Medicaid beneficiaries with chronic psychiatric disorders may lose their
access to rehabilitative services under a proposed rule from the Centers for
Medicare and Medicaid Services (CMS).
The proposed rule is part of revisions to regulations governing Medicaid
rehabilitative services, proposed in August, that CMS says will strengthen
beneficiary protections through "person-centered" written
rehabilitation plans and maintenance of case records. The changes also are
expected to have considerable cost savings for Medicaid, estimated by CMS
officials to be about $180 million in the first year and $2.2 billion over the
next four years.
The tightening of rehabilitative language was meant to keep non-Medicaid
programs, such as local jails, from using Medicaid funds to provide benefits
to people in programs "with a focus other than that of Medicaid,"
according to CMS.
"These facilities are under the domain of the juvenile justice or
youth systems in the state, rather than Medicaid, and there is no assurance
that the claimed services reflect an independent evaluation of individual
rehabilitative needs," according to a CMS statement on the need for the
rules changes. "This proposed [rule] is designed to clarify the broad
general language of the current regulation to ensure that rehabilitative
services are provided in a coordinated manner that is in the best interest of
the individuals, are limited to rehabilitative purposes, and are furnished by
The proposed changes also would limit Medicaid reimbursement to those whose
rehabilitation care is designed to return them to a higher level of
functioning, as opposed to trying to improve the functioning of those who have
always been impaired.
APA and other advocates maintain, however, that those changes would cut off
some beneficiaries with chronic psychiatric disorders from receiving
rehabilitative services through Medicaid.
In comments submitted to the agency in response to the proposal, APA urged
CMS to broaden rehabilitative services language to include rehabilitative
services for beneficiaries who do not have a previous higher level of function
and for those who need the services just to maintain their current level of
"This concept is essential to a broad spectrum of beneficiaries who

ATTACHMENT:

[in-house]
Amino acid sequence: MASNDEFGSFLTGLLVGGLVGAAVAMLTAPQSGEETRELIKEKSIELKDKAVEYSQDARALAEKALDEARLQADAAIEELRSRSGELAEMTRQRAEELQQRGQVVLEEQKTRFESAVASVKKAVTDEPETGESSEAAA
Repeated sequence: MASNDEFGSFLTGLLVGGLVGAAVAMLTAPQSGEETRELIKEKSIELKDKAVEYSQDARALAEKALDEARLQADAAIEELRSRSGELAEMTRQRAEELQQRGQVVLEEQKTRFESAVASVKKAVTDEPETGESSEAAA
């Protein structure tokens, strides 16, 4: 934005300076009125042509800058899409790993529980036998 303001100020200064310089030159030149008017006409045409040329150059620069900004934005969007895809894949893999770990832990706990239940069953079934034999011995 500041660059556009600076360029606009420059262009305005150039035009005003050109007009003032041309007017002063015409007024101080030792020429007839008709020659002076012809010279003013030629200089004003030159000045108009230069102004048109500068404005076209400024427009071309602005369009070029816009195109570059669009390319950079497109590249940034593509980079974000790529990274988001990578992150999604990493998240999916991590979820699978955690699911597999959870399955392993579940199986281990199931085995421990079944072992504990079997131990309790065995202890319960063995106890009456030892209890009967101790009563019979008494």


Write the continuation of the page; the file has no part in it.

should receive Medicaid rehabilitative services, especially those with chronic
psychiatric disorders," said APA Medical Director James H. Scully Jr.,
M.D., in an October 12 letter to CMS. "It is not always clear in advance
who may experience functional improvement through access to these
"Those with chronic, serious psychiatric disorders may experience
benefits from rehabilitative treatments that are improvements other than
restoration of pre-existing functional levels," Scully stated.
APA and other mental health groups, including the U.S. Psychiatric
Rehabilitation Association (USPRA), did commend CMS for some of the proposed
changes such as the requirement that those who provide rehabilitation services
develop rehabilitation plans and "recovery-oriented goals" for
"The creation of a rehabilitation plan is good practice and is
necessary for shared decision making and accountability," said Marcie
Granahan, CEO of USPRA, in a letter to CMS.
The most effective approach for beneficiaries with serious, chronic
psychiatric disorders is acute treatment along with ongoing rehabilitative
services, Scully noted.
Another change sought by APA is clarification of language in the proposed
rules that critics interpret as a categorical exclusion of Medicaid payment
for "personal care services, transportation, [and] vocational and
prevocational services." Scully suggested that such an interpretation
should not be accepted by CMS, since it would be inconsistent with CMS's
stated intent to allow Medicaid coverage for at least some such services
related to rehabilitation.
The CMS rules also need language to require that physicians perform the
mandatory "comprehensive assessment" of beneficiaries proposed by
the rules, said Scully, with psychiatrists performing the psychiatric
assessments, "especially where physical comorbidities are at
"The better the assessment, the more well targeted the rehabilitation
plan can be for maximum outcomes," Scully wrote.
The proposed rule was open to public comments until mid-October. There is
no timetable for CMS to issue final regulations.
The proposed changes can be accessed at<www.gpoaccess.gov/fr/index.html>
by selecting volume 72, pages 45201-45213. ▪